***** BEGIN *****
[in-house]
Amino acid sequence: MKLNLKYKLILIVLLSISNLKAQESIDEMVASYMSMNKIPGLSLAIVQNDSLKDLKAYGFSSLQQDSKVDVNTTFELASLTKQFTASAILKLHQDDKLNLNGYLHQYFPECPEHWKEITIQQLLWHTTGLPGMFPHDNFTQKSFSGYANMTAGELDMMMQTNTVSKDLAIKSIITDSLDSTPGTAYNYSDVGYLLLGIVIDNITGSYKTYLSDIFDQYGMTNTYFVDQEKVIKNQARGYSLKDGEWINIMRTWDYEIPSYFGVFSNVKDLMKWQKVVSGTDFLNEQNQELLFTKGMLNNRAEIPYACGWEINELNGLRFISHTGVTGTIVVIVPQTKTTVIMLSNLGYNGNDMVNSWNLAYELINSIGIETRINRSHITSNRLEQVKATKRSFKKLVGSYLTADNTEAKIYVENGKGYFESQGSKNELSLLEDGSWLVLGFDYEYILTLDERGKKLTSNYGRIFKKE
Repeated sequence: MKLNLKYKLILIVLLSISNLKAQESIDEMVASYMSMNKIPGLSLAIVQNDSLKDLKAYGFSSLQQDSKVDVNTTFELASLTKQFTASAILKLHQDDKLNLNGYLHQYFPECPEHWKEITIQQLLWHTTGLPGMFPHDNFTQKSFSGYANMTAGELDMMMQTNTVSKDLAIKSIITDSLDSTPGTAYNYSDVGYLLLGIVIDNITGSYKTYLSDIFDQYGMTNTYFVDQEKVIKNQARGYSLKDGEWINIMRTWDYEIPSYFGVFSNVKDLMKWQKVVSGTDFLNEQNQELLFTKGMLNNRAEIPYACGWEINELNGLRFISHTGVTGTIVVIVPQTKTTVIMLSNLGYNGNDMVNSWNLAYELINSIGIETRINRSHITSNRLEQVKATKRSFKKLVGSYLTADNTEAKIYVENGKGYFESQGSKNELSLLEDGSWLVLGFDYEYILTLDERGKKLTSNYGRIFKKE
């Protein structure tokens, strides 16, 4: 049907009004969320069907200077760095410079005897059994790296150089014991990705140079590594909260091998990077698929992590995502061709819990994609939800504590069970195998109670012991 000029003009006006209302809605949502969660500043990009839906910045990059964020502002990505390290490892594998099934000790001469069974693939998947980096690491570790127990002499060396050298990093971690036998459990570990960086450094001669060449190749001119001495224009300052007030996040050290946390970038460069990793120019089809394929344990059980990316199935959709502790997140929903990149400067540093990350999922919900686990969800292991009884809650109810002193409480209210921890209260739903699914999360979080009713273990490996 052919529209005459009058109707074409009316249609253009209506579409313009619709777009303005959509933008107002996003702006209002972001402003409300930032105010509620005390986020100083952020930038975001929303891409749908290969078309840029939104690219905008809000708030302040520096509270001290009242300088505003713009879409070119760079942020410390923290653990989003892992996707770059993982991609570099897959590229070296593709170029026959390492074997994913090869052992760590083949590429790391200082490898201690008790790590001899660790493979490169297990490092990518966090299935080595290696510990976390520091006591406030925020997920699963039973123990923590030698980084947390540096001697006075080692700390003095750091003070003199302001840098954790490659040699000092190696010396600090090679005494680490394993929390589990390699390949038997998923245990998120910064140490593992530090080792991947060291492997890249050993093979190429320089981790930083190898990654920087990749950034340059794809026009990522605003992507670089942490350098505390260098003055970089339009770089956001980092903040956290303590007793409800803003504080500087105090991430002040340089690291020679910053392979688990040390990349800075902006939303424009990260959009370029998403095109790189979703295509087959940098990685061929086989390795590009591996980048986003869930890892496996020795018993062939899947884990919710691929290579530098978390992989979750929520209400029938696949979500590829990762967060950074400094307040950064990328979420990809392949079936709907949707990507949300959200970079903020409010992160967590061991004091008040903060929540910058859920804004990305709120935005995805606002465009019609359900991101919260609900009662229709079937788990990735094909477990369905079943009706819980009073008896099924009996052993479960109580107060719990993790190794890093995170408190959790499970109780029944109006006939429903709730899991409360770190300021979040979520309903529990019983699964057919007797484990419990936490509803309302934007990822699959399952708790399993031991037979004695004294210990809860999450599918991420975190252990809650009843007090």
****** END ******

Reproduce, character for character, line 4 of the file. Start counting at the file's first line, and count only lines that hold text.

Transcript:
């Protein structure tokens, strides 16, 4: 049907009004969320069907200077760095410079005897059994790296150089014991990705140079590594909260091998990077698929992590995502061709819990994609939800504590069970195998109670012991 000029003009006006209302809605949502969660500043990009839906910045990059964020502002990505390290490892594998099934000790001469069974693939998947980096690491570790127990002499060396050298990093971690036998459990570990960086450094001669060449190749001119001495224009300052007030996040050290946390970038460069990793120019089809394929344990059980990316199935959709502790997140929903990149400067540093990350999922919900686990969800292991009884809650109810002193409480209210921890209260739903699914999360979080009713273990490996 052919529209005459009058109707074409009316249609253009209506579409313009619709777009303005959509933008107002996003702006209002972001402003409300930032105010509620005390986020100083952020930038975001929303891409749908290969078309840029939104690219905008809000708030302040520096509270001290009242300088505003713009879409070119760079942020410390923290653990989003892992996707770059993982991609570099897959590229070296593709170029026959390492074997994913090869052992760590083949590429790391200082490898201690008790790590001899660790493979490169297990490092990518966090299935080595290696510990976390520091006591406030925020997920699963039973123990923590030698980084947390540096001697006075080692700390003095750091003070003199302001840098954790490659040699000092190696010396600090090679005494680490394993929390589990390699390949038997998923245990998120910064140490593992530090080792991947060291492997890249050993093979190429320089981790930083190898990654920087990749950034340059794809026009990522605003992507670089942490350098505390260098003055970089339009770089956001980092903040956290303590007793409800803003504080500087105090991430002040340089690291020679910053392979688990040390990349800075902006939303424009990260959009370029998403095109790189979703295509087959940098990685061929086989390795590009591996980048986003869930890892496996020795018993062939899947884990919710691929290579530098978390992989979750929520209400029938696949979500590829990762967060950074400094307040950064990328979420990809392949079936709907949707990507949300959200970079903020409010992160967590061991004091008040903060929540910058859920804004990305709120935005995805606002465009019609359900991101919260609900009662229709079937788990990735094909477990369905079943009706819980009073008896099924009996052993479960109580107060719990993790190794890093995170408190959790499970109780029944109006006939429903709730899991409360770190300021979040979520309903529990019983699964057919007797484990419990936490509803309302934007990822699959399952708790399993031991037979004695004294210990809860999450599918991420975190252990809650009843007090």